Cerebral Aneurysm

Overview, Causes, & Risk Factors

A cerebral aneurysm is an abnormal swelling of a blood vessel wall inside the brain.

What is going on in the body?

A cerebral aneurysm is an area where a blood vessel in the brain weakens. As aresult, the vessel wall balloons out. This results from defects in the elastic layer of the bloodvessel wall. Aneurysms usually form where arteries branch. The vessel wall is sometimes weakerat this branch. When pulsating blood pushes this area of weakness outward, an aneurysm forms.Over time, the aneurysm may balloon and thin the wall so much that it ruptures.

What are the causes and risks of the condition?

Aneurysms are often congenital. That means a person is born with them. As the persongets older, the aneurysm may get larger. High blood pressureand atherosclerosis, also known ashardening of the arteries, can further weaken the blood vessel walls. This may lead to ananeurysm, particularly in the elderly. Although rare, sometimes an aneurysm can becaused by an infection in the blood. The infection can lodge in the vessel wall and weaken it.

The first rupture of an aneurysm may lead to stroke,permanent disability, or death. Recurring bleeding and blood vessel spasm may also lead to death.

Symptoms & Signs

What are the signs and symptoms of the condition?

Many aneurysms cause no symptoms until they get quite large or rupture. Bleedingfrom a ruptured aneurysm irritates the meninges. The meninges are layers that cover and protect thebrain and spinal cord. If the amount of blood in the space under the meninges is large, other bloodvessels may go into spasm. This can cause a sudden, severeheadache.Headache is usually followed by neck painand neck stiffness.

A large blood clot can also press on brain tissue around the meninges.When this happens, the person may show progressivedrowsiness.Other symptoms, such as paralysis and visual impairment,can also develop.

Diagnosis & Tests

How is the condition diagnosed?

A cranial CT scanor cranial MRIcan show blood in the brain from a ruptured aneurysm. There will also be large amounts of blood in thefluid collected by a spinal tap.To do a spinal tap, the doctor inserts a special needle into the spinal column. Through this needle, the doctorcollects a sample of cerebrospinal fluid. A special X-ray test can also be used to locate the aneurysm.

Prevention & Expectations

What can be done to prevent the condition?

The best prevention is to manage high blood pressure.Lower blood pressureputs less stress on a damaged blood vessel wall. Treating clotting problems can reducethe risk of bleeding from aneurysms. A person with a diagnosed aneurysm should not take medicinesthat thin the blood.

What are the long-term effects of the condition?

The blood from a ruptured aneurysm dissolves and gets absorbed within a fewdays. Sometimes the breakdown of red blood cells produces excess protein. Theexcess protein draws fluid into the space around the brain. Repeatedspinal tapscan be done to remove excess protein and prevent fluid buildup. In some cases, aventriculoperitoneal shuntis inserted in the brain. This tube carries the excess fluid from the brain down into the abdominal cavity.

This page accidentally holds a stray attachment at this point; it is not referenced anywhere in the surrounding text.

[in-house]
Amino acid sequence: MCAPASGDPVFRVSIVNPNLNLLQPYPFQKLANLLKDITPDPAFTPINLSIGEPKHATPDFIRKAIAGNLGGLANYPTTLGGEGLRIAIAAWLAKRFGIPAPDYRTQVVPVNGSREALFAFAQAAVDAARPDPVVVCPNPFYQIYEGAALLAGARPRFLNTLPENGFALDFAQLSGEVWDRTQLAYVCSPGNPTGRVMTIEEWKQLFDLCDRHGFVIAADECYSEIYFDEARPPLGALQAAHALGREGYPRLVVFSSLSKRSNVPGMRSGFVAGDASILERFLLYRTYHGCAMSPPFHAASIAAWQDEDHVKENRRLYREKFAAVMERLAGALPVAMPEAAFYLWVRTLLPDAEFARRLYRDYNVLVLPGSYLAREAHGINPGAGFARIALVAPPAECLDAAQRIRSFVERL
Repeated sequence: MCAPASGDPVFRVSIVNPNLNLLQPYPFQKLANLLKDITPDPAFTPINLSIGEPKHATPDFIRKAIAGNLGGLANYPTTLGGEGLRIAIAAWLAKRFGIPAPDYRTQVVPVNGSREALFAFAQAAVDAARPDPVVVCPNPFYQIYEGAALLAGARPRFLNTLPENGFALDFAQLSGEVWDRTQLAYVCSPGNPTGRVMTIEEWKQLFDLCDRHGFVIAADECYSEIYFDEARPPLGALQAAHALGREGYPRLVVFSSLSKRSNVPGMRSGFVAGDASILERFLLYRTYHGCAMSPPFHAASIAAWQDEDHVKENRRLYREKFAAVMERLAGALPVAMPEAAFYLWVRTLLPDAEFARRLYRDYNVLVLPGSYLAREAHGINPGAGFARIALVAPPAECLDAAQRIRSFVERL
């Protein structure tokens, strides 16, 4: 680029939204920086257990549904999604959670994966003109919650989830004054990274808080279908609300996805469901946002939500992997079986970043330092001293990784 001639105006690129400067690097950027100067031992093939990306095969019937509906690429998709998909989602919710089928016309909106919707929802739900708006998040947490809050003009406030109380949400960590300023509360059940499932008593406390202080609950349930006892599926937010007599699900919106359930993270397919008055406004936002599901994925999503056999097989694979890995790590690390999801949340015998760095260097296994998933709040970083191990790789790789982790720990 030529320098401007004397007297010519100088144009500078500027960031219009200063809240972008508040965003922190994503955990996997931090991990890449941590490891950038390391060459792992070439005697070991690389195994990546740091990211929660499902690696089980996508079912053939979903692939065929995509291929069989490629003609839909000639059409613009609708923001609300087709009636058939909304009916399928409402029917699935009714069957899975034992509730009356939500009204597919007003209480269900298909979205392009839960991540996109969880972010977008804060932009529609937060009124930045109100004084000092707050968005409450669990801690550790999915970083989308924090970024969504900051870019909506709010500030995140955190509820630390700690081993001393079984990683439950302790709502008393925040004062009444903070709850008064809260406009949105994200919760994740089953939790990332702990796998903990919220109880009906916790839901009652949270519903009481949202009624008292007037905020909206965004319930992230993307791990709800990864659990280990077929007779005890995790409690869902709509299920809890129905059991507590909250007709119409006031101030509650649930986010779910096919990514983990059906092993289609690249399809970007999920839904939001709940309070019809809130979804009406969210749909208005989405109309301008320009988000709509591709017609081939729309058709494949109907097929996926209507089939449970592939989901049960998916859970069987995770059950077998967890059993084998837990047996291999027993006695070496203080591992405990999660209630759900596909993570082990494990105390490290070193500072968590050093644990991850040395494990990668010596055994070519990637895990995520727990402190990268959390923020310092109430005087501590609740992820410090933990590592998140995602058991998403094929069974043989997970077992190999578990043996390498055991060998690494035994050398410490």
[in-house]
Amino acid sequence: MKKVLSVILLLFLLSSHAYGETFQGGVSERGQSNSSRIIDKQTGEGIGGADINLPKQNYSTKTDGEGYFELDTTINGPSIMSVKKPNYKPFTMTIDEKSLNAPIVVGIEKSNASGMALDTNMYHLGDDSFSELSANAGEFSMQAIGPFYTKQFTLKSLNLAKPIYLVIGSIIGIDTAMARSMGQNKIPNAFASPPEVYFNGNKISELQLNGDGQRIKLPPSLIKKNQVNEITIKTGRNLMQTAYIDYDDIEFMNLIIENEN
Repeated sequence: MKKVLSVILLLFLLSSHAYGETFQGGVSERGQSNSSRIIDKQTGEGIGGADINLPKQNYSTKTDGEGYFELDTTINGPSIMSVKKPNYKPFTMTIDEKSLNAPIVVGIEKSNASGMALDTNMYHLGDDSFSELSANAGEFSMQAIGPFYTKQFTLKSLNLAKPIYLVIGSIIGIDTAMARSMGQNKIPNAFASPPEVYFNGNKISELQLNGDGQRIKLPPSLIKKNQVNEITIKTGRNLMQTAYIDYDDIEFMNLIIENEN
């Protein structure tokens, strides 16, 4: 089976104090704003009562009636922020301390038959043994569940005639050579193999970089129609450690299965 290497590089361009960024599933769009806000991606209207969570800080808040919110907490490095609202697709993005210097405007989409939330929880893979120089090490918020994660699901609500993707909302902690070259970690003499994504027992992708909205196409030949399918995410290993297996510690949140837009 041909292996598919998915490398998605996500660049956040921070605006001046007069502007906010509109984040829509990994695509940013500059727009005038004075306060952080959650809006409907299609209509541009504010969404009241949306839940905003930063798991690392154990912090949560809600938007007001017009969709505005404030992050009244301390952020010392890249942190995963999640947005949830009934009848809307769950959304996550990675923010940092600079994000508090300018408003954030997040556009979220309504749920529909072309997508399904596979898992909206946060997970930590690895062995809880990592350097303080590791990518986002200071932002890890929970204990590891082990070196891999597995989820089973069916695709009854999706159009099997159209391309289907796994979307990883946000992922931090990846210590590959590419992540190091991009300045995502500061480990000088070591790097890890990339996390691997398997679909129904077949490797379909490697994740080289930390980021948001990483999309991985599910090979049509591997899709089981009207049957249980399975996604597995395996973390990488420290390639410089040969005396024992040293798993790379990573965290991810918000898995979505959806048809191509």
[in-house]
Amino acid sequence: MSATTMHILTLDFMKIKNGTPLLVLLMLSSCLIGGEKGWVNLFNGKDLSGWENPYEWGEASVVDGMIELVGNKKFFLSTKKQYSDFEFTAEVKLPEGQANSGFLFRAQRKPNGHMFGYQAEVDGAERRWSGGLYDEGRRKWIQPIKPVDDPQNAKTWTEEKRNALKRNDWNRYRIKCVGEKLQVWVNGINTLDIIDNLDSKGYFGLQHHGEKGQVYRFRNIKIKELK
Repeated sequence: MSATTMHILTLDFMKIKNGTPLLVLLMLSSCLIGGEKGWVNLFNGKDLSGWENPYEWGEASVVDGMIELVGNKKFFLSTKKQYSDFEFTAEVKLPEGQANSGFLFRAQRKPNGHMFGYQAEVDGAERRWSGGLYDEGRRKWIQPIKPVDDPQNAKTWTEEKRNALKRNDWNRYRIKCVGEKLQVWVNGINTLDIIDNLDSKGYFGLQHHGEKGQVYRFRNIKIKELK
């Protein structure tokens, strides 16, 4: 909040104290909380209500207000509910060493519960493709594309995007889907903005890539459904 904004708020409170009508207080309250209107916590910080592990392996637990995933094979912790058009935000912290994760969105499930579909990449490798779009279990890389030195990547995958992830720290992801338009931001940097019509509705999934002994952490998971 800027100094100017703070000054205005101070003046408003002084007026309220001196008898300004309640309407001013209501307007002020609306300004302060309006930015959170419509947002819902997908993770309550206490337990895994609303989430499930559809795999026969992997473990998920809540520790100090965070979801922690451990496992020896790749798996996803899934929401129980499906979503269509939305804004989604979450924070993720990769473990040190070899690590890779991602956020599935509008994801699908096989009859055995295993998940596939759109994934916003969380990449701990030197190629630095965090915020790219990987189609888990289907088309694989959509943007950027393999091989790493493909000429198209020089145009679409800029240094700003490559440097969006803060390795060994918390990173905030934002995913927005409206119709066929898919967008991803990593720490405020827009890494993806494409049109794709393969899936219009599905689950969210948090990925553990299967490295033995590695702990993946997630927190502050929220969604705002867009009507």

What are the risks to others?

A cerebral aneurysm poses no risk to others.

Treatment & Monitoring

What are the treatments for the condition?

The best treatment for an aneurysm varies from person to person. Surgery to repair theaneurysm is quite risky. The American Heart Association, called the AHA, has issued guidelines fortreatment of unruptured aneurysms.

The AHA guidelines advise the doctor to look at three factors when choosing the treatment plan:

  • the size of the aneurysm
  • the person’s age
  • the person’s life expectancy
  • Younger people are usually good candidates for surgery. For older persons with an unrupturedaneurysm, the AHA guidelines recommend to wait and watch. The aneurysm can be monitored withregular cranial CT scansor cranial MRIs.

    A craniotomyis a type of brain surgery that is used to repair an aneurysm. With the most common type, a metal clipis used to close off the aneurysm at its base. Medicines may be used to controlhigh blood pressureor to treat problems with blood clotting.

    What are the side effects of the treatments?

    Side effects vary, depending on the treatment chosen. Medicines can causeallergic reactionsand problems with blood clotting. Surgery carries a risk of bleeding, infection, andallergic reactionto the anesthesia.

    Even if the person survives surgery, he or she can be left with permanent disabilities, including personalityproblems, weakness,or fatigue.

    What happens after treatment for the condition?

    A person with significant disabilities may need rehab therapy on a long-term basis.This may include speech therapy,occupational therapy,and physical therapy.

    How is the condition monitored?

    If surgery resolves the aneurysm, a person may not need any more monitoring. However, someonewho has major disabilities may need frequent visits to the doctor. Any new or worseningsymptoms should be reported to the doctor.

    Article type: xmedgeneral